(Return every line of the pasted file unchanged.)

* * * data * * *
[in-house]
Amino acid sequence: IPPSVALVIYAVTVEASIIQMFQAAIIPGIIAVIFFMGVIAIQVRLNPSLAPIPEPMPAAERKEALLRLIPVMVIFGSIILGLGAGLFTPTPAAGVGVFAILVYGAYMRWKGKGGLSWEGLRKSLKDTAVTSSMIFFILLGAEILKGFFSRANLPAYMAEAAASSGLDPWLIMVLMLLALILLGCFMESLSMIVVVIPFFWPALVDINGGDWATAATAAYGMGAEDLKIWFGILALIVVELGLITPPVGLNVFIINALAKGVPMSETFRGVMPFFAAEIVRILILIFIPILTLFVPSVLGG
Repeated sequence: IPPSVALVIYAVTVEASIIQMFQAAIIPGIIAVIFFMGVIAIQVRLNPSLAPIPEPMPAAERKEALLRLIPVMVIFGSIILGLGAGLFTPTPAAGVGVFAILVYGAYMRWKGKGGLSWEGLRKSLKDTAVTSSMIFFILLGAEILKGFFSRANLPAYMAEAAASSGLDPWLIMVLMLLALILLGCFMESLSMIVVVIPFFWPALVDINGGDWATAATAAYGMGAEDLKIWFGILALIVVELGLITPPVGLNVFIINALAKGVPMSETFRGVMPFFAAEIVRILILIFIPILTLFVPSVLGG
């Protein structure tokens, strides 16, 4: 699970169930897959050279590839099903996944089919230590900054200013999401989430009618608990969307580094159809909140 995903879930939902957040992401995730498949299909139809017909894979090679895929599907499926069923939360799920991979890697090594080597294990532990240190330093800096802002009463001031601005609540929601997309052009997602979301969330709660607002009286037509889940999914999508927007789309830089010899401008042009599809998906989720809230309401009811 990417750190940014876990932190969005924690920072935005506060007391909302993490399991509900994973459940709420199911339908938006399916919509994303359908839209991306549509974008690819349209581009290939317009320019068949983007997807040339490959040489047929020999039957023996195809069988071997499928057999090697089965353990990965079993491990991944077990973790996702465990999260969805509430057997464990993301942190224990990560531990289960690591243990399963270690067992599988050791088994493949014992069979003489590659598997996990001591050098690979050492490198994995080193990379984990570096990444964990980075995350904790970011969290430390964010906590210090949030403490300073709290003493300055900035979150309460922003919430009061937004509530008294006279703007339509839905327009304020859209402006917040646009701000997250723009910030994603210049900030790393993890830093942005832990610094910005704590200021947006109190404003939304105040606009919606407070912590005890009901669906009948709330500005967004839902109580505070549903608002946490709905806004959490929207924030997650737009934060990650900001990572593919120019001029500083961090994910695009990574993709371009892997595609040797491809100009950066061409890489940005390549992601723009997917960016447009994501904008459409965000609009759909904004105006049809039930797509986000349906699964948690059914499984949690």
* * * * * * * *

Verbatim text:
[in-house]
Amino acid sequence: IPPSVALVIYAVTVEASIIQMFQAAIIPGIIAVIFFMGVIAIQVRLNPSLAPIPEPMPAAERKEALLRLIPVMVIFGSIILGLGAGLFTPTPAAGVGVFAILVYGAYMRWKGKGGLSWEGLRKSLKDTAVTSSMIFFILLGAEILKGFFSRANLPAYMAEAAASSGLDPWLIMVLMLLALILLGCFMESLSMIVVVIPFFWPALVDINGGDWATAATAAYGMGAEDLKIWFGILALIVVELGLITPPVGLNVFIINALAKGVPMSETFRGVMPFFAAEIVRILILIFIPILTLFVPSVLGG
Repeated sequence: IPPSVALVIYAVTVEASIIQMFQAAIIPGIIAVIFFMGVIAIQVRLNPSLAPIPEPMPAAERKEALLRLIPVMVIFGSIILGLGAGLFTPTPAAGVGVFAILVYGAYMRWKGKGGLSWEGLRKSLKDTAVTSSMIFFILLGAEILKGFFSRANLPAYMAEAAASSGLDPWLIMVLMLLALILLGCFMESLSMIVVVIPFFWPALVDINGGDWATAATAAYGMGAEDLKIWFGILALIVVELGLITPPVGLNVFIINALAKGVPMSETFRGVMPFFAAEIVRILILIFIPILTLFVPSVLGG
């Protein structure tokens, strides 16, 4: 699970169930897959050279590839099903996944089919230590900054200013999401989430009618608990969307580094159809909140 995903879930939902957040992401995730498949299909139809017909894979090679895929599907499926069923939360799920991979890697090594080597294990532990240190330093800096802002009463001031601005609540929601997309052009997602979301969330709660607002009286037509889940999914999508927007789309830089010899401008042009599809998906989720809230309401009811 990417750190940014876990932190969005924690920072935005506060007391909302993490399991509900994973459940709420199911339908938006399916919509994303359908839209991306549509974008690819349209581009290939317009320019068949983007997807040339490959040489047929020999039957023996195809069988071997499928057999090697089965353990990965079993491990991944077990973790996702465990999260969805509430057997464990993301942190224990990560531990289960690591243990399963270690067992599988050791088994493949014992069979003489590659598997996990001591050098690979050492490198994995080193990379984990570096990444964990980075995350904790970011969290430390964010906590210090949030403490300073709290003493300055900035979150309460922003919430009061937004509530008294006279703007339509839905327009304020859209402006917040646009701000997250723009910030994603210049900030790393993890830093942005832990610094910005704590200021947006109190404003939304105040606009919606407070912590005890009901669906009948709330500005967004839902109580505070549903608002946490709905806004959490929207924030997650737009934060990650900001990572593919120019001029500083961090994910695009990574993709371009892997595609040797491809100009950066061409890489940005390549992601723009997917960016447009994501904008459409965000609009759909904004105006049809039930797509986000349906699964948690059914499984949690």